TX Senate passes bill proposing carrying guns on public colleges

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GRAYSON COUNTY, TX-It's an issue that has Texans divided, a proposal to allow people with concealed handgun licenses to carry on college campuses.
Monday night, the bill cleared the first hurdle when it was passed by the Texas senate. It passed 19-12 and now it goes to the Texas house. If it passes there and the governor signs it into law, concealed handgun license holders could carry weapons on public college campuses. I spoke with some area school administrators and college students about what they think of the proposal that's now one step closer to law.
Student Meghan Pearson grew up around guns, but she's not comfortable knowing that her classmates could be carrying them.
"I wouldn't really particularly want someone walking around with a gun to class. Conflicts happen, people get angry, I mean, tons of stuff can happen," she said.
Grayson County College director of marketing, Shelle Cassell said concealed weapons on-campus would make it difficult for campus police to assess a dangerous situation.
"They won't know who's friend or who's foe. They'll just see a bunch of weapons drawn and so it will complicate their ability to handle the situation," she said.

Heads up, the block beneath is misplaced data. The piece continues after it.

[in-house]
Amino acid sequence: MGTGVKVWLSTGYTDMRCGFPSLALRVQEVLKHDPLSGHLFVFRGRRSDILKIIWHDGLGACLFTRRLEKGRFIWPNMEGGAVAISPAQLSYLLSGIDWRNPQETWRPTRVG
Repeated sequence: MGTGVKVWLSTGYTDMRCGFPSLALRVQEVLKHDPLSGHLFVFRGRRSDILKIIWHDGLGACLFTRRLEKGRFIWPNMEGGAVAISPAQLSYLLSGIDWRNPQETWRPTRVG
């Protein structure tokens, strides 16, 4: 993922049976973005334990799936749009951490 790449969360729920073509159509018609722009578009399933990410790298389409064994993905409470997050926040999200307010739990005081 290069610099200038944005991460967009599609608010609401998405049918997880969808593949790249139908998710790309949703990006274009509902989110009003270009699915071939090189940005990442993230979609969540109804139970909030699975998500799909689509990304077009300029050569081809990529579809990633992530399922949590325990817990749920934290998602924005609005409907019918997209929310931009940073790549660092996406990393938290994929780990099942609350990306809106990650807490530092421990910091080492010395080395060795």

Academic advisor Charles Leslie Jr. said guns have no place in a stressful college environment.
"They have enough stress, there are a lot of people under a lot of stress because of jobs and finances. Just pressure," he said.
Owner of Red River Firearms, Jason Webb, said it's not easy to obtain a concealed handgun license and anyone who applies must go through extensive training.
"It's a big responsibility to carry a firearm, it's not through osmosis that you get a concealed license and automatically, you're Lethal Weapon," he said.
According to the Texas Department of Public Safety, to get a concealed handgun license, applicants must be at least 21 years old, they cannot be a convicted felon and must have completed proper handgun training. But Cassell said meeting these requirements is not enough to ensure safety on-campus.
"People who are trained and have a concealed weapons license are trained to handle the weapon, they just may not be skilled in the psychology behind group dynamics and some other things," she said.
Another student, Jesse Richardson, said the decision to allow guns on campus is a gateway to another incident like Columbine.
"A couple of students might come loose and they might just start busting on people. And they already got the gun on campus and you allowed it so it will come back on you," he said.
Earlier Tuesday, we asked you what you think, would allowing concealed handgun license holders to carry guns on-campus make Texas colleges safer?
Fifty-one percent of you said yes, while 49 percent of you said no. The bill now goes to the Texas house.

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